A local wireless telegraphist operator operating an AWA 3BZ teleradio at Segi Coastwatchers station, British Solomon Islands

VP’s Corner

      No Comments on VP’s Corner

June brings sweltering heat to northern Virginia and a chance for hams to adapt to a new version of Field Day. This month’s ham radio history takes us to the steaming heat of the WWII Solomon Islands and the story of a young ham who used every bit of his Field Day skills to keep his gear up and running while reporting on enemy forces and dodging Japanese patrols.               Sydney, Australia native Paul Mason became  interested in amateur radio during his school days, becoming proficient at Morse and building his own transmitter in 1936 [1]. Thanks to his work as a plantation manager before the war, Paul had good knowledge of the Solomons and their inhabitants. His background made Mason a perfect candidate for a program set up by Australian Naval Intelligence in… Read more »

Armed Forces Day

VP’s Corner

      No Comments on VP’s Corner

As we commemorate both Armed Forces Day and Memorial Day this month, lets take a moment to recognize some of the contributions made by our fellow hams in uniform. For this month’s vicarious escape from cabin fever, we’ll explore a fascinating but little covered corner of radio history – the role of Joan and Eleanor in WWII OSS secret agent communications. OSS (Office of Strategic Services) entered service as America’s national intelligence agency during the dark days of WWII on 13 June 1942. In addition to its traditional collection and analysis missions, OSS was responsible for covert action against Axis forces. That meant inserting agents behind the lines in Axis occupied territory to link up with partisan resistance groups. Reliable and secure communications with these groups was essential for receiving their reports, scheduling supply drops, and coordinating their tasking. Deployed… Read more »

VP’s Corner

      No Comments on VP’s Corner

As we hunker down in isolation during the current health crisis, many of us are finding our hobby a welcome way to connect with others. Not surprisingly, the press has reported increased public interest in amateur radio.  And OVH is receiving new membership applications. Looks like some opportunities for online Elmering may be on the way. How about some other activities to distract from cabin fever? Antennas. A traditional spring sport for hams in keeping with that classic quote “If your antenna stayed up last winter, it wasn’t big enough”. Tell us about your latest design, how well it worked and how you managed to hide it from your HOA. Or, how about your wackiest encounter with an HOA.   Exploring new bands. Could we maintain comms across the local area without the repeater? Want to try 6 or 10 meters?… Read more »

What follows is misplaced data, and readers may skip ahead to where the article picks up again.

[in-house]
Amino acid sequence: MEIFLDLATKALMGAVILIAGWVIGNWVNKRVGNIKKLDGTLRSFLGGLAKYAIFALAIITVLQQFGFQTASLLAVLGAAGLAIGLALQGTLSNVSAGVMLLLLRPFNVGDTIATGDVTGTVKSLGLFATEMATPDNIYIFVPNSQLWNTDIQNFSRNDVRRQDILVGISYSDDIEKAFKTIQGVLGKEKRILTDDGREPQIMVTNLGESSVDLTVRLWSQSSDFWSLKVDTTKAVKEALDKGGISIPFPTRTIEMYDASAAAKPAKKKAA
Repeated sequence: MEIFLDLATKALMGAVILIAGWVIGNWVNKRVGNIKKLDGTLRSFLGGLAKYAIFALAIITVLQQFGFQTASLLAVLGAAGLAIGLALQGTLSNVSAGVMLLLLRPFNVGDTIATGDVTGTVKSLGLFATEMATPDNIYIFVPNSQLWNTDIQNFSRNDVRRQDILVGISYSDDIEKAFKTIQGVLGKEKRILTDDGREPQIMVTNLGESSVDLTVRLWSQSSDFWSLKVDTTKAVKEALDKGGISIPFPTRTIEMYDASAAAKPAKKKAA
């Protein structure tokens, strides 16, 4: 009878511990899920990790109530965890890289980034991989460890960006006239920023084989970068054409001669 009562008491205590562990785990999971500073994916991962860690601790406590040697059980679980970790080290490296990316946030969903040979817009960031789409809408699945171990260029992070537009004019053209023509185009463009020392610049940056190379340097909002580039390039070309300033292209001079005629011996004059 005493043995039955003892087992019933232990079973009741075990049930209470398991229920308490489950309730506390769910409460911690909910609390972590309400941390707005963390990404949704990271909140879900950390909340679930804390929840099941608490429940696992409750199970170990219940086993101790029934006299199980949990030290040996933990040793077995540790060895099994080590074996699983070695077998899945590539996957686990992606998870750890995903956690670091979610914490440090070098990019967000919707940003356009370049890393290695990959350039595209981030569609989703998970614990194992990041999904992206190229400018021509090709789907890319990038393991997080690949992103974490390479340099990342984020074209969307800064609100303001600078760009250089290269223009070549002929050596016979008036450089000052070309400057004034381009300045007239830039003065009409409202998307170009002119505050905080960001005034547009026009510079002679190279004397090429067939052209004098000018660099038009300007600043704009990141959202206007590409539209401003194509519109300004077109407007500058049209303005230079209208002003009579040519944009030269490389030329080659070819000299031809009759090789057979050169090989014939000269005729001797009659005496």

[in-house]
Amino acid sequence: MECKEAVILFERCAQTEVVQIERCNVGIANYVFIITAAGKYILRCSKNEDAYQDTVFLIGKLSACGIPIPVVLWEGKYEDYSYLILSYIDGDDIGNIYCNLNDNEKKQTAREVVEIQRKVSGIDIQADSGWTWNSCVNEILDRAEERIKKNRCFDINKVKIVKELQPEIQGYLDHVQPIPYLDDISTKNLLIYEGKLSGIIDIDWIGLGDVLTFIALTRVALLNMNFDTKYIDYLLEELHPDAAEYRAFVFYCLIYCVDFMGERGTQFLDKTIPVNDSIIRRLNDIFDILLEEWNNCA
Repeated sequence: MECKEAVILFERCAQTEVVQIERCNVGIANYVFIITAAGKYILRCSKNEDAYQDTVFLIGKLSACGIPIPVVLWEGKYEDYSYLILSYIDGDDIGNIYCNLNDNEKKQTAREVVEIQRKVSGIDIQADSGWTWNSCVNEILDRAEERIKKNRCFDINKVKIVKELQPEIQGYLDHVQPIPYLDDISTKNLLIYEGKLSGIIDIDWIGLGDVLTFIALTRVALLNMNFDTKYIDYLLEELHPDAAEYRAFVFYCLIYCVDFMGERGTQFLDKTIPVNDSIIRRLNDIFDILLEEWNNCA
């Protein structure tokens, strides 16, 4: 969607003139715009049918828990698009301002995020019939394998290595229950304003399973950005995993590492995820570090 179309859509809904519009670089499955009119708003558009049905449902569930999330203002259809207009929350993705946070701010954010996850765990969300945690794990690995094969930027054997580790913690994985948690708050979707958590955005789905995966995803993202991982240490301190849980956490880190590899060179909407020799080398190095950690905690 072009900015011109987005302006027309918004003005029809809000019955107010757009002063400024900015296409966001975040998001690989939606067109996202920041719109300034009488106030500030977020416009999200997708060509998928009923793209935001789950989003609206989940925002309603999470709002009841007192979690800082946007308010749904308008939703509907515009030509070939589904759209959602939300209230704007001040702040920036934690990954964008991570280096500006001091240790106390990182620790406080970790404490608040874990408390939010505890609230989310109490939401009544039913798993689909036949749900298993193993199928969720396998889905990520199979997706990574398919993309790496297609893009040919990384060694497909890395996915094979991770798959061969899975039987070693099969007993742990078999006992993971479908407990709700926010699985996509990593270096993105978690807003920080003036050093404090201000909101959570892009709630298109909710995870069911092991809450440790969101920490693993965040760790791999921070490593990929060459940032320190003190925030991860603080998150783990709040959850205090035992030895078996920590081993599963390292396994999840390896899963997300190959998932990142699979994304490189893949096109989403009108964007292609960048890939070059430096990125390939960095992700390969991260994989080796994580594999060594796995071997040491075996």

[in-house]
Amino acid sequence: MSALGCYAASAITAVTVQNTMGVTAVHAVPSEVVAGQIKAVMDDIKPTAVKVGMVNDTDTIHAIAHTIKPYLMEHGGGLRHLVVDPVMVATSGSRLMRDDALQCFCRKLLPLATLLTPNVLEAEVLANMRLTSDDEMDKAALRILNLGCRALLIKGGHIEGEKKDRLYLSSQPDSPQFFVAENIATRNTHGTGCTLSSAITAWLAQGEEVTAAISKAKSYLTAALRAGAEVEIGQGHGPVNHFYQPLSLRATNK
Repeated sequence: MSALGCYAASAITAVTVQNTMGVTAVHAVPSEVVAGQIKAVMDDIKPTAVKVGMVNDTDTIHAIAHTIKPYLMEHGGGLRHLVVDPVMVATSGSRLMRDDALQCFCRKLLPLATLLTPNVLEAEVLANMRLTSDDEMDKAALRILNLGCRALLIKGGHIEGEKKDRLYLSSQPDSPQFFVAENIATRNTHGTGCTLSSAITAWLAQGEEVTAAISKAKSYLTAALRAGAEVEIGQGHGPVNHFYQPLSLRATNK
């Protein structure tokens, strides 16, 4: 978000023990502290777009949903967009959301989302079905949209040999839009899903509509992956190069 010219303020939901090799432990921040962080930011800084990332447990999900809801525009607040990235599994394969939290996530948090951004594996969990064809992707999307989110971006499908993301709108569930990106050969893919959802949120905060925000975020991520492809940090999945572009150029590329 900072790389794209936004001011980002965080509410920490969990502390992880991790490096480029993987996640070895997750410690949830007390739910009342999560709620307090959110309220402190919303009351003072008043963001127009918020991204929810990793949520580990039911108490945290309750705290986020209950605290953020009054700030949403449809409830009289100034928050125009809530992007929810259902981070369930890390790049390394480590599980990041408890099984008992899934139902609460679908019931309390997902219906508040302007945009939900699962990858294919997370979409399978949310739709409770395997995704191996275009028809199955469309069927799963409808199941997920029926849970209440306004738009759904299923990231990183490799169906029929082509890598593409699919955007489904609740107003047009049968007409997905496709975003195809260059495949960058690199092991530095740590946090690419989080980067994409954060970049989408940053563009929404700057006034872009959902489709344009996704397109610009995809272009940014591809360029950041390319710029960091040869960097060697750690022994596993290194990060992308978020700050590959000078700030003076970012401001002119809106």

Members of the Virginia Defense Force conduct training on multiple communications systems.

VP’s Corner

      No Comments on VP’s Corner

This week we’re experiencing a few days of spring like weather and the ionosphere is teasing us with occasional HF openings into Europe and hopes for an increase in the sunspot number. Speaking of HF, this spring marks another anniversary in radio history. In spring of 1956, Air Force General Curtis LeMay led a flight of several aircraft half way around the world while maintaining continuous HF SSB communications with several Strategic Air Command (SAC) ground stations. Why? As commander of SAC’s newly minted nuclear bomber force, LeMay needed a way to guarantee continuous command and control of his forces. Smaller fuselage designs of faster jet bombers meant smaller crews and no room for a Morse operator. AM’s noise vulnerability and poor talk power weren’t going to hack it. What to do? SSB (single sideband) offers a big improvement in… Read more »

1 2 3 5